I know of only one extant gladius in any kind of condition, labelled the sword of Tiberius (picture attached). There are also references to "Mainz", "Fulham" and "Pompeii" gladii but I cannot find much information about them.  There are others that have been found in archaeological digs and whatnot but as far as I know there is no comprehensive work on them in English. There may well be far more scholarship regarding Roman swords in French, German and Italian.
                                                                       LordBest. Cool
Logged

http://www.forumancientcoins.com/gallery/index.php?cat=10003

Young Fogey.

What Would Machiavelli Do?

Inter arma enim silent leges
- Cicero
Federico M
Caesar
****
Offline Offline

Posts: 403



« Reply #8 on: February 29, 2008, 12:33:29 pm »

Swords were made of materials that do rust, unlike most coins.  A discarded or abandoned sword wouldn't take long to "return to the earth".

I think this is a dramatically relevant point: I'm not an expert at all, but a friend working as archaeologist complained more than once about the fact that medieval iron weapons or tools they find are so rusted that they tend to fall apart, while silver and bronze frequently look as new after simple soaking in distilled water and gentle brushing...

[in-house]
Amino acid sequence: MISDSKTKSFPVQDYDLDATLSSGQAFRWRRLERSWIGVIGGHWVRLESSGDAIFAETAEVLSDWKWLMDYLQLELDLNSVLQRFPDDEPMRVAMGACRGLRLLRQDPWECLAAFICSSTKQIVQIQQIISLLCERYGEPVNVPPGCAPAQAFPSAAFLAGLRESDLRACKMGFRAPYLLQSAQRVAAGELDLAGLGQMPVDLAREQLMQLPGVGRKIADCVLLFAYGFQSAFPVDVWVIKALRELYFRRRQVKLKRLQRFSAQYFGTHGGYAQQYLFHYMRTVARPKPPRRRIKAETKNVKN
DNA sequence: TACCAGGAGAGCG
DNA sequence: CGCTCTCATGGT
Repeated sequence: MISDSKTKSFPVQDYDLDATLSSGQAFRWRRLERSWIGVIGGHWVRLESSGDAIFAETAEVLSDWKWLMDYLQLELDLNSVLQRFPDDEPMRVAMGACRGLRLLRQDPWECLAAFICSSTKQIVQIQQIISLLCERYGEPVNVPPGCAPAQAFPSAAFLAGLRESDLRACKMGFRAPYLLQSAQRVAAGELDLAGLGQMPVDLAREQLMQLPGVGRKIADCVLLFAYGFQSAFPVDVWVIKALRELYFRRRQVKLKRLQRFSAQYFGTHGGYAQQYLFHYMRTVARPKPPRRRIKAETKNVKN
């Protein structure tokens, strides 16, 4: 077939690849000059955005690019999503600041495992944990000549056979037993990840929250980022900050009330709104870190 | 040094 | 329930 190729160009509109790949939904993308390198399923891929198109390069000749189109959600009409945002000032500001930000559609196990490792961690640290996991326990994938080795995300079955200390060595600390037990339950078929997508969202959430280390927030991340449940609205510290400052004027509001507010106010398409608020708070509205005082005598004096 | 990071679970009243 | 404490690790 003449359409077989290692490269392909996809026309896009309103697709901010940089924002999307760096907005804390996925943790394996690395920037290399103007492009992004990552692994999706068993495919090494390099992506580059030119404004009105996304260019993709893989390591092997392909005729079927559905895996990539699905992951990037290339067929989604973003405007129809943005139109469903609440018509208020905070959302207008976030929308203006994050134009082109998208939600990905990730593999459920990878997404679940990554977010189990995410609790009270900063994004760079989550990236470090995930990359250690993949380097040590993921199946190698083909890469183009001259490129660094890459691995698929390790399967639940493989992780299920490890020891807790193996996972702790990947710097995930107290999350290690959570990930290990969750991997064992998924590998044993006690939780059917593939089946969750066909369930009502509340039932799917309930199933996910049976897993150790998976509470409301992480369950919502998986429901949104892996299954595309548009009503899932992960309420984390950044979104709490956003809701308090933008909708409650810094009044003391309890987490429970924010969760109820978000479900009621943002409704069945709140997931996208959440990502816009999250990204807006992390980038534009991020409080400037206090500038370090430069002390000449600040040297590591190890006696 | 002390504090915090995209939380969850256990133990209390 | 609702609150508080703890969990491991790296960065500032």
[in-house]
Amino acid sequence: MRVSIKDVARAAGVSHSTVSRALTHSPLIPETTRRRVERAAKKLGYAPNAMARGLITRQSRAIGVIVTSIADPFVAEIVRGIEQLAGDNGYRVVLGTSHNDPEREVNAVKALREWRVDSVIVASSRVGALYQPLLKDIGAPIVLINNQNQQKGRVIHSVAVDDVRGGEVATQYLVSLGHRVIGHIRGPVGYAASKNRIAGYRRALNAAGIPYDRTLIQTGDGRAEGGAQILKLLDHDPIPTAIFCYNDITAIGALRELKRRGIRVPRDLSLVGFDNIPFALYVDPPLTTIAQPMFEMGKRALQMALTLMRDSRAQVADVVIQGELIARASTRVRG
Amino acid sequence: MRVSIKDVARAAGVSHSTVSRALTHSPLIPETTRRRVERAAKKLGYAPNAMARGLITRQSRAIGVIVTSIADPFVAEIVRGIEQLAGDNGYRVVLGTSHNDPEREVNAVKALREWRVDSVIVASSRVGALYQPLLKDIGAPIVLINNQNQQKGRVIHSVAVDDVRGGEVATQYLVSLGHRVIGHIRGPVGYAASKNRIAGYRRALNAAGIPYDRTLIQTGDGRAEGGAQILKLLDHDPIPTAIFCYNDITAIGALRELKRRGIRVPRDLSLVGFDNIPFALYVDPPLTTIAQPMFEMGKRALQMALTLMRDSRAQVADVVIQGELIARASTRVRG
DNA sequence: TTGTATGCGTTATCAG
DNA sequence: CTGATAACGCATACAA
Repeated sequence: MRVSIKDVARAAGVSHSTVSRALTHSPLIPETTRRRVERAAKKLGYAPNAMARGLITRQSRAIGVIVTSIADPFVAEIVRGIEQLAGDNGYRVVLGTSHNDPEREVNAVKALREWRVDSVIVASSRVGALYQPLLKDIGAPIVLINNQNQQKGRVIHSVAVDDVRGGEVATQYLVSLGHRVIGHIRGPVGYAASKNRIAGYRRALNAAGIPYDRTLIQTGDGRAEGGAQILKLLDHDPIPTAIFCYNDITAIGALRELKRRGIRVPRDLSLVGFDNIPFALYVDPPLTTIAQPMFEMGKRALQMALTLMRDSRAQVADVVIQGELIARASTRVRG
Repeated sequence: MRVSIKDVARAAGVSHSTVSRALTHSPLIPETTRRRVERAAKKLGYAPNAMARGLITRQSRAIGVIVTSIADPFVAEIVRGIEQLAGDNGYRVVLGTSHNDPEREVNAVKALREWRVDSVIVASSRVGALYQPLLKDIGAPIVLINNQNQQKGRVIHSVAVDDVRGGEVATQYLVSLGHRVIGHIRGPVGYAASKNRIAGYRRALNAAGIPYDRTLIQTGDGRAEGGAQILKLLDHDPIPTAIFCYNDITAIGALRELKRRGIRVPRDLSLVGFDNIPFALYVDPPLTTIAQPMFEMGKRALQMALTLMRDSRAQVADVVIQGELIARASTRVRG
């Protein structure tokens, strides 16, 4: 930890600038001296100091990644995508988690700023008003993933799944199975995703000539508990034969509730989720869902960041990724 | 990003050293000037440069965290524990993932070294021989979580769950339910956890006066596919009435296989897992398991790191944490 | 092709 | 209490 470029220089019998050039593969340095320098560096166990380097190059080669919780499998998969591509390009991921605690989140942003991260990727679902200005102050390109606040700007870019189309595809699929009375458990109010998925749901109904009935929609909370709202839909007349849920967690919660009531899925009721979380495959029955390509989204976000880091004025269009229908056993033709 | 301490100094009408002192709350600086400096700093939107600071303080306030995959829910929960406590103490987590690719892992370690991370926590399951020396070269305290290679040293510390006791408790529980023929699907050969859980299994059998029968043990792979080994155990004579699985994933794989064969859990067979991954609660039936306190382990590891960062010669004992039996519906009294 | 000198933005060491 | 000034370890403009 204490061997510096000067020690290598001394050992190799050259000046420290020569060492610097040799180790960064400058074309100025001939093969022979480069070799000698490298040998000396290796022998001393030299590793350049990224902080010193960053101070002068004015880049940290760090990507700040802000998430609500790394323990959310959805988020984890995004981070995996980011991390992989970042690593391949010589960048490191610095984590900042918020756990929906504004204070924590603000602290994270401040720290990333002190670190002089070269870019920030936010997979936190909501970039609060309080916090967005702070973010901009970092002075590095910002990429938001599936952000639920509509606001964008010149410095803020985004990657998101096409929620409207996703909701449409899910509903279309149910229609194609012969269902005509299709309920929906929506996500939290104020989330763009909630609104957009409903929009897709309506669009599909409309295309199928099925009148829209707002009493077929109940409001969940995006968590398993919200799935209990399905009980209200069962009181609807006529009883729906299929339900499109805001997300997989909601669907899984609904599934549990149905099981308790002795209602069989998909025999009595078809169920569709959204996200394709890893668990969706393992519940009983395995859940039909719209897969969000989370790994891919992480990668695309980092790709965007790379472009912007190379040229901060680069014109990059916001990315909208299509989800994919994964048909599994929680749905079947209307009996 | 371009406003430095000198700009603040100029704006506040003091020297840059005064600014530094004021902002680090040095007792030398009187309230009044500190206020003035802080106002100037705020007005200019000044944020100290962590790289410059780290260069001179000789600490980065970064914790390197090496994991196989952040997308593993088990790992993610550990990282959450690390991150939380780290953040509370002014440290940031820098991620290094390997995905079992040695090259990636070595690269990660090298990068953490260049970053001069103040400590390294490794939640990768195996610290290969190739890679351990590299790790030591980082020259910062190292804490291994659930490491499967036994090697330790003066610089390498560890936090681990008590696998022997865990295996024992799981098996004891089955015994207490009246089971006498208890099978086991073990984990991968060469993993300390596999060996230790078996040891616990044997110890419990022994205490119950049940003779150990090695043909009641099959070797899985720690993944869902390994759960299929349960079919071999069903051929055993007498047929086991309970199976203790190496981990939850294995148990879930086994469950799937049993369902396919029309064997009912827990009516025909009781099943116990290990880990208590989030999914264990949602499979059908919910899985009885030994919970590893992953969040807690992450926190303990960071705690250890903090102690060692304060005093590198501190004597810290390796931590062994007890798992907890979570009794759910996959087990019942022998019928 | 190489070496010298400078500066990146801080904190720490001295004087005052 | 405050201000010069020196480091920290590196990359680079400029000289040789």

Fortunately, coins were not made or iron! Grin

Federico
Logged
PeterD
Procurator Caesaris
Caesar
****
Offline Offline

Posts: 1323


omnium curiositatum explorator


WWW
« Reply #9 on: March 01, 2008, 12:48:35 pm »


Fortunately, coins were not made or iron! Grin

Federico

This one was!

One Cash coin of Western Hsia (1038-1227 AD)
Logged

Peter, London

Historia: A collection of coins with their historical context http://www.forumancientcoins.com/historia
Federico M
Caesar
****
Offline Offline

Posts: 403



« Reply #10 on: March 01, 2008, 04:13:42 pm »

Fortunately, coins were not made or iron! Grin
This one was!

Yes, you're absolutely right, but am I correct in thinking that this is the only example? Probably not, but I'm not aware of others: does someone know about non-Chinese iron ancient coins? [By the way, this remind me of steel coins in the Fantasy literature - e.g. the DragonLance saga - and in some Dungeons&Dragons settings.]

Regards,
Federico
Logged
basemetal
Guest
« Reply #11 on: March 03, 2008, 10:49:29 pm »

Since gold and silver existed, and were much rarer, iron coins would have been the exception.
Much better to make swords, plows and spears with them. After all, a siver or gold sword, aside from fantasy, was a lousy weapon.  The ancients were superstitious, but not dumb. Make an iron sword, to protect that gold/silver.
Also, iron was a "made" item.
Gold and silver occurred naturally. Put there by the "gods".
Bruce
Basemetal
Logged
Robert_Brenchley
Comitia Curiata X
Procurator Caesaris
Caesar
****